One espresso requires 7 to 9 grams (about ½ tablespoon) of ground coffee beans per 2 ounces (4 tablespoons) of water. This produces a 1.5 oz. shot of dark coffee concentrate possessing a strong, slightly bitter-sweet flavor and an almost syrupy consistency. Once ground, the oils in the coffee beans are exposed to air, beginning to oxidize and lose flavor almost immediately. This also affects crema. To ensure maximum flavor and aroma, beans should be ground as close to brewing as possible.
Espresso grind is much finer than regular brew coffee. Almost powder-like, yet slightly gritty, like the consistency of superfine sugar. This provides the proper resistance to the water being forced through it. It is generally agreed that blade grinders (the kind that, as a button is depressed, a blade rotates) produce a very poor quality grind, because they chop and pulverize the beans, rather than grind them. Burr grinders are better. Whether hand-crank or electric, a burr grinder slices the beans into controlled, sized pieces, optimizing the flavor extraction.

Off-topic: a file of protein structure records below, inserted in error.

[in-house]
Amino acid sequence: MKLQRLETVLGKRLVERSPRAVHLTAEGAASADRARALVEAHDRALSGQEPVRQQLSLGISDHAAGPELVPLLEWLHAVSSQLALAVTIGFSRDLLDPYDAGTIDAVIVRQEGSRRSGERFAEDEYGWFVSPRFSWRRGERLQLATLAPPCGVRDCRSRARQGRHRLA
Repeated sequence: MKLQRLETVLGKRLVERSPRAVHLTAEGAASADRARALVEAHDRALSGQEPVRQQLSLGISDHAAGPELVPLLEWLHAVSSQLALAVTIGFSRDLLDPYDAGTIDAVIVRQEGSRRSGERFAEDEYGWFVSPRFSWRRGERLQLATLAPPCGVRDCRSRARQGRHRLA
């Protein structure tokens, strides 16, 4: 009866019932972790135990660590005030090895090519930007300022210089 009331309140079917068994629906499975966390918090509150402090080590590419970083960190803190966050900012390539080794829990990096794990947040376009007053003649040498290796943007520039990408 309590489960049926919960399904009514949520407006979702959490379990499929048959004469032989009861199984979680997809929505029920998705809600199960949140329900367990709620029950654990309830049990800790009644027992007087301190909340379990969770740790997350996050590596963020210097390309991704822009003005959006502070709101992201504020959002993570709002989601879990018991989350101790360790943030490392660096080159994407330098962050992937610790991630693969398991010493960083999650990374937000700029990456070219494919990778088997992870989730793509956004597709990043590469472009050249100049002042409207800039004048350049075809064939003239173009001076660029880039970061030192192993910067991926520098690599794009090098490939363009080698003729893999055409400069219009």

After the proper amount of ground beans is measured or dosed, the grind is gently, but firmly packed into the gruppa, a metal cup with holes in the bottom. Next, the grounds should be tamped to evenly interlock the bean granules. Unless they are compacted, water will flow too quickly through the grounds making the resulting coffee too weak. There are quite a variety of tamping tools available. While most people prefer the flat bottom type, there are a few others that like the rounded bottom. Like so many other components to the fine art of espresso making, there is an optimum density of compactness to strive for; not too hard, not too soft, but just right. Finally, the key to proper grind is extraction time. With proper dose and tamp, one shot of espresso should optimally be extracted in 25-30 seconds.